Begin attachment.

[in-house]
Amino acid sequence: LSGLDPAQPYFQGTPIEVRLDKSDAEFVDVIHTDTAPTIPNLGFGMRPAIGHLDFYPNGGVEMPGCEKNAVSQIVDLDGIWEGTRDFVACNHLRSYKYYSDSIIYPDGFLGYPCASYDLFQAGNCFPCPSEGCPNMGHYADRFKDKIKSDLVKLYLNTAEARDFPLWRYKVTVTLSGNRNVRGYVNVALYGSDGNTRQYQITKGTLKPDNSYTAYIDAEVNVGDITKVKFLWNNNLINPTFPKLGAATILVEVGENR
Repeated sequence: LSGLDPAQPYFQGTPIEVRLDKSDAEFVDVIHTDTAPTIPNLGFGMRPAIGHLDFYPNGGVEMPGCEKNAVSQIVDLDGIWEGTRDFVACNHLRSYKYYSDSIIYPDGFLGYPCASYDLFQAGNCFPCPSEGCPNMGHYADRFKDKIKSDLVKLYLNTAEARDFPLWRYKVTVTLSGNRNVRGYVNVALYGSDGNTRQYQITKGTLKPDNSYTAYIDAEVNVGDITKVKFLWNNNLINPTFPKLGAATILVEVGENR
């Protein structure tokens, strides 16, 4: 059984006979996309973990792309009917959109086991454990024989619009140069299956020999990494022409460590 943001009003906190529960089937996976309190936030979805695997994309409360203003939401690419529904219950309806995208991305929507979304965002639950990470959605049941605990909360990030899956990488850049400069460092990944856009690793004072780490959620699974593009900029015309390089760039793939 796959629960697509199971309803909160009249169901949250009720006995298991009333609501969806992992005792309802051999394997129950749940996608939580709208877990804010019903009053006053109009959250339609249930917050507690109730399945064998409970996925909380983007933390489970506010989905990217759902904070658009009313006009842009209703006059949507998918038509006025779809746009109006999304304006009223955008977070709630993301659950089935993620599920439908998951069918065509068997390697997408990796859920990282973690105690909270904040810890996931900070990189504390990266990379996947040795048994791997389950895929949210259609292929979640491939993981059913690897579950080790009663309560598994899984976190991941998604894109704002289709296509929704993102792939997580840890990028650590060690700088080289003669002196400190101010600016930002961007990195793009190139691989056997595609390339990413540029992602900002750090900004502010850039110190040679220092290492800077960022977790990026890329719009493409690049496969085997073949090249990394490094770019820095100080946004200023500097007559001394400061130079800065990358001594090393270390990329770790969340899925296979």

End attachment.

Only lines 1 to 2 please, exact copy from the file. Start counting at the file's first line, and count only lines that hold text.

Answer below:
[in-house]
Amino acid sequence: LSGLDPAQPYFQGTPIEVRLDKSDAEFVDVIHTDTAPTIPNLGFGMRPAIGHLDFYPNGGVEMPGCEKNAVSQIVDLDGIWEGTRDFVACNHLRSYKYYSDSIIYPDGFLGYPCASYDLFQAGNCFPCPSEGCPNMGHYADRFKDKIKSDLVKLYLNTAEARDFPLWRYKVTVTLSGNRNVRGYVNVALYGSDGNTRQYQITKGTLKPDNSYTAYIDAEVNVGDITKVKFLWNNNLINPTFPKLGAATILVEVGENR